Tag Archives: Carol Shields

Don’t Over Analyze- Just Enjoy

swannnovelSwann was the very first Carol Shields book I ever read and I loved it. I found a copy at my friend Perry’s house this summer when he was giving away books to prepare for a move. I just reread it last week and enjoyed it ever so much once again. The story is told from the viewpoint of four different people and Carol makes sure we know each one intimately before she moves on. The four- a publisher, librarian, biographer and English academic become fascinating characters in Carol’s skillful hands. There is something about each one’s life that is just a little sad. They all think of themselves in some way as experts on the poetry written by an Ontario farm wife named Mary Swann whose writing career is cut short when she is brutally murdered by her husband. In the last section of the book the four meet at a symposium in Toronto where the work of Mary Swann is to be discussed and analyzed by a gathering of literary experts. The book is a cautionary tale about not taking literary analysis too seriously. The New York Times review of the book called it a “gentle satire of English academia.”  It reminded me of a poem by Jean Little that I tried to keep in mind when I was an English teacher.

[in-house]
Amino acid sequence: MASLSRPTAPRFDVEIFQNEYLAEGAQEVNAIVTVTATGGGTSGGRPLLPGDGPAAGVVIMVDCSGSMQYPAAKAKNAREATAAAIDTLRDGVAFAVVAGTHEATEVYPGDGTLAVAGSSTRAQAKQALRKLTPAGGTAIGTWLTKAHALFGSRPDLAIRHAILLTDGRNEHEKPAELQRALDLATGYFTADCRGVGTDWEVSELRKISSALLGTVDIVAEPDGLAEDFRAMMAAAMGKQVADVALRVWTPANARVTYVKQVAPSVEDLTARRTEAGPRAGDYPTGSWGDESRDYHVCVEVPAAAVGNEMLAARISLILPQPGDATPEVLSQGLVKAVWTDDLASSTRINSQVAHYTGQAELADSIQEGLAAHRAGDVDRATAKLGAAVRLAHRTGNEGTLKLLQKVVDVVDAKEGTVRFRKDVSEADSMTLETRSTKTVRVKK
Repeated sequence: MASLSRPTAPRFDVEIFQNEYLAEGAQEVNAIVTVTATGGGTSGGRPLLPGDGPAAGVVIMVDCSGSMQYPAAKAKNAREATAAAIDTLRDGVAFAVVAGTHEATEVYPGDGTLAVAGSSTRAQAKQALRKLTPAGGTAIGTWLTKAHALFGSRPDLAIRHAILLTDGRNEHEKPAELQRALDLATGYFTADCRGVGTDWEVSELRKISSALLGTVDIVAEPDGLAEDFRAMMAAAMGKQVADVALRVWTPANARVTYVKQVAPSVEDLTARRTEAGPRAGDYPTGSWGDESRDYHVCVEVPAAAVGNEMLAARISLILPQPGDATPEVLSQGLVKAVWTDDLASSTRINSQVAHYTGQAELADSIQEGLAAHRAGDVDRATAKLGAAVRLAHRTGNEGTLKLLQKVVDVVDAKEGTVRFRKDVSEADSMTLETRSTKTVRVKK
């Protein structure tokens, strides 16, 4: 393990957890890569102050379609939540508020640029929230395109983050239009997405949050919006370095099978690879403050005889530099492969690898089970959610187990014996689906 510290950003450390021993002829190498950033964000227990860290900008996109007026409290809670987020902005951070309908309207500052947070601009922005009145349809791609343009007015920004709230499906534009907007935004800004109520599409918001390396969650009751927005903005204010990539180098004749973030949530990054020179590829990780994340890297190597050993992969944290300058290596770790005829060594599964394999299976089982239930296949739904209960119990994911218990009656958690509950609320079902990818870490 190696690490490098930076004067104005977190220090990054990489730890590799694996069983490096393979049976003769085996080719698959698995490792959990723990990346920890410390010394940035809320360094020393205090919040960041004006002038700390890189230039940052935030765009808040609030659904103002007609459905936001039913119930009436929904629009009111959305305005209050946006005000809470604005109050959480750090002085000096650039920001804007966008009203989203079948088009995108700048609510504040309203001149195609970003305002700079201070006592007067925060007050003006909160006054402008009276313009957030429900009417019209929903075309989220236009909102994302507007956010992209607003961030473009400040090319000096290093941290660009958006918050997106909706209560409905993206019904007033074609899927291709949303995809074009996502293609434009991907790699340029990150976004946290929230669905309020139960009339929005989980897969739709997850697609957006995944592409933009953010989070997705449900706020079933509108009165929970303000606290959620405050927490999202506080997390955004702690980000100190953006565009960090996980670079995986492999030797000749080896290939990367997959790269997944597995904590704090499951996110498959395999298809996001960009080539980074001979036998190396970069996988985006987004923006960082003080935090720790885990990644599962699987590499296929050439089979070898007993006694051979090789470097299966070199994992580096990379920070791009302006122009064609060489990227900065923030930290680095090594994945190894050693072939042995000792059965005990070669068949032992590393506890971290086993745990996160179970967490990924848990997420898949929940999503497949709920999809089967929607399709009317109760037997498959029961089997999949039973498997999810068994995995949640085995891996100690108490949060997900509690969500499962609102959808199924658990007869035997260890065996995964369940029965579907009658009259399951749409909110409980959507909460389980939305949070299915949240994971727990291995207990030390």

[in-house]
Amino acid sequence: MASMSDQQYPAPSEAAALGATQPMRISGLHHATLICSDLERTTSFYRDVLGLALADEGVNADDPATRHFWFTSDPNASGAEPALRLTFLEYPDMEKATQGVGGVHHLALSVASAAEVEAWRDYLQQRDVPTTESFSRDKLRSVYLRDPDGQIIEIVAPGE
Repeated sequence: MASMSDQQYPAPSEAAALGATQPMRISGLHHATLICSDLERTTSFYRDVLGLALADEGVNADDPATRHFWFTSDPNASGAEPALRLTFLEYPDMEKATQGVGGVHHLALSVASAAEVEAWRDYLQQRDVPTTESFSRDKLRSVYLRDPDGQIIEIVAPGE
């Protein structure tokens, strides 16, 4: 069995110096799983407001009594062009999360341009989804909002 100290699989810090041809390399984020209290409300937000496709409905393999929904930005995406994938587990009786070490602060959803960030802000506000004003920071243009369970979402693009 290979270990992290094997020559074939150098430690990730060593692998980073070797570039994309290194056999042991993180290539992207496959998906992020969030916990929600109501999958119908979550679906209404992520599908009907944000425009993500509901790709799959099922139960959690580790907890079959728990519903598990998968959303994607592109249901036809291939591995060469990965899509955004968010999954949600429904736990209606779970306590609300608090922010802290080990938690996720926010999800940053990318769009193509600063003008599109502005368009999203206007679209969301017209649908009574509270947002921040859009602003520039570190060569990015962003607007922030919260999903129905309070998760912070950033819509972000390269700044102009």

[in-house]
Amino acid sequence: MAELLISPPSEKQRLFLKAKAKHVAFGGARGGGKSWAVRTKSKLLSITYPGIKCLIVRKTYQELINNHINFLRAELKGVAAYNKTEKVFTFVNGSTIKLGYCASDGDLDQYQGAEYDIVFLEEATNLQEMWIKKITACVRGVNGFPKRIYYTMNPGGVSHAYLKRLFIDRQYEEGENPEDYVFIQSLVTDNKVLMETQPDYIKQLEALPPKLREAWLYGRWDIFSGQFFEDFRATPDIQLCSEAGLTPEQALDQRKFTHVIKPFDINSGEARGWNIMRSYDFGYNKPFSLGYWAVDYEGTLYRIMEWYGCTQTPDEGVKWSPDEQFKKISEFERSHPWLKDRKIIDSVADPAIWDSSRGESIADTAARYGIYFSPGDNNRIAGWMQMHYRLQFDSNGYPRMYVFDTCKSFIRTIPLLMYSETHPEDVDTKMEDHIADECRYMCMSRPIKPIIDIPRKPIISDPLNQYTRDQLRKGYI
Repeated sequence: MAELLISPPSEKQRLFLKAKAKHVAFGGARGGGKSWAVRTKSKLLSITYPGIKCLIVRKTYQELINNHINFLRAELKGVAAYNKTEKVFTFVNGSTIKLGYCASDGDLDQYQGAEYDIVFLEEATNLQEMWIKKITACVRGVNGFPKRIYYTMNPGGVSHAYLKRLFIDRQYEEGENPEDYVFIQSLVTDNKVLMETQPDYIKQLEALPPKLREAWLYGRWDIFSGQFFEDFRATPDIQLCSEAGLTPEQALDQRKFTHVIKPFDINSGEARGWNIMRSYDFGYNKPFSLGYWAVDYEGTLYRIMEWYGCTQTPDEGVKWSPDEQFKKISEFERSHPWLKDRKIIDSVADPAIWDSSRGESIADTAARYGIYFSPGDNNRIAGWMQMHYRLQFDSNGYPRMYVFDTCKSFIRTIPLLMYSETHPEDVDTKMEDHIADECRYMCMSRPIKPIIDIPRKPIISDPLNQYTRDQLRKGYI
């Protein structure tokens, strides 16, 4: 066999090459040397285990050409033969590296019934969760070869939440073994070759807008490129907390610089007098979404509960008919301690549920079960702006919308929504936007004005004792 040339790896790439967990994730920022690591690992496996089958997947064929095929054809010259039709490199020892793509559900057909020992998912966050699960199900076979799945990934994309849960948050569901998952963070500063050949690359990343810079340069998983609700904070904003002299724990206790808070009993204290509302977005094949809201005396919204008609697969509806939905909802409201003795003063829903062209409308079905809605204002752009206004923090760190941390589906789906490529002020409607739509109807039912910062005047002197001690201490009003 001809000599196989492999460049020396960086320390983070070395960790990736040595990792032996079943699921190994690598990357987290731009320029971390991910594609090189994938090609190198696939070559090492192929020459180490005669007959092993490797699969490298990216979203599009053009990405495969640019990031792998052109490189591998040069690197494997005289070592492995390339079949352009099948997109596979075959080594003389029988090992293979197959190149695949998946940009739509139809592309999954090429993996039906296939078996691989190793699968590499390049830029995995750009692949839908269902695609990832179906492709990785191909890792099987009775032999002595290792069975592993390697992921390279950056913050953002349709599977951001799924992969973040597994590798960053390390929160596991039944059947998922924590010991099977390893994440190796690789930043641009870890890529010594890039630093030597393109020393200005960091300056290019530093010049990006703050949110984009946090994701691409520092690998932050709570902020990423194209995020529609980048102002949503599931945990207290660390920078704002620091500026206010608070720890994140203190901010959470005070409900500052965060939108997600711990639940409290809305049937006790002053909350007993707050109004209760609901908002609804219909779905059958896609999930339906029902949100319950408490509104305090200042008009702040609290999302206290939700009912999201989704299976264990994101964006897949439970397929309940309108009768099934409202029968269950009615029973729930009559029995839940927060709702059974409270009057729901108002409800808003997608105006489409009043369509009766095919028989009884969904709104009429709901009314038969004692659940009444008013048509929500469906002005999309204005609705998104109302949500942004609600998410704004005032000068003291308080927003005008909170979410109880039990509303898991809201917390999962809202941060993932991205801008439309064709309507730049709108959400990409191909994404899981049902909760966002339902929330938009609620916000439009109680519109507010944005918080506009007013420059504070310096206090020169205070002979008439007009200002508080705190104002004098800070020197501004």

After English Class

By Jean Little

I used to like “Stopping by Woods on a Snowy Evening.”
I liked the coming darkness,
The jingle of harness bells, breaking–and adding to
–the stillness,
The gentle drift of snow. . . .
But today, the teacher told us what everything stood for.
The woods, the horse, the miles to go, the sleep–
They all have “hidden meanings.”
It’s grown so complicated now that,
Next time I drive by,
I don’t think I’ll bother to stop.

Other posts……….

Carol Shields

A Picture Perfect Afternoon

Stopping By Woods- A Children’s Masterpiece

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A Picture Perfect Afternoon

carol shields labyrinth

I’d always wanted to visit the Carol Shields labyrinth in Winnipeg’s King’s Park. On Victoria Day I did with my group of friends the T-4s.

sketching in kings parkWe started our afternoon with a picnic lunch. My friend Esther had picked up all kinds of salads, feta cheese, pitas and humus at a Greek Deli. I’d made little desserts and brought an assortment of beverages. t-4s kings parkIt was a picture perfect afternoon. Sunshine, blue sky, puffy clouds, blossoming trees and the scent of lilacs in the air.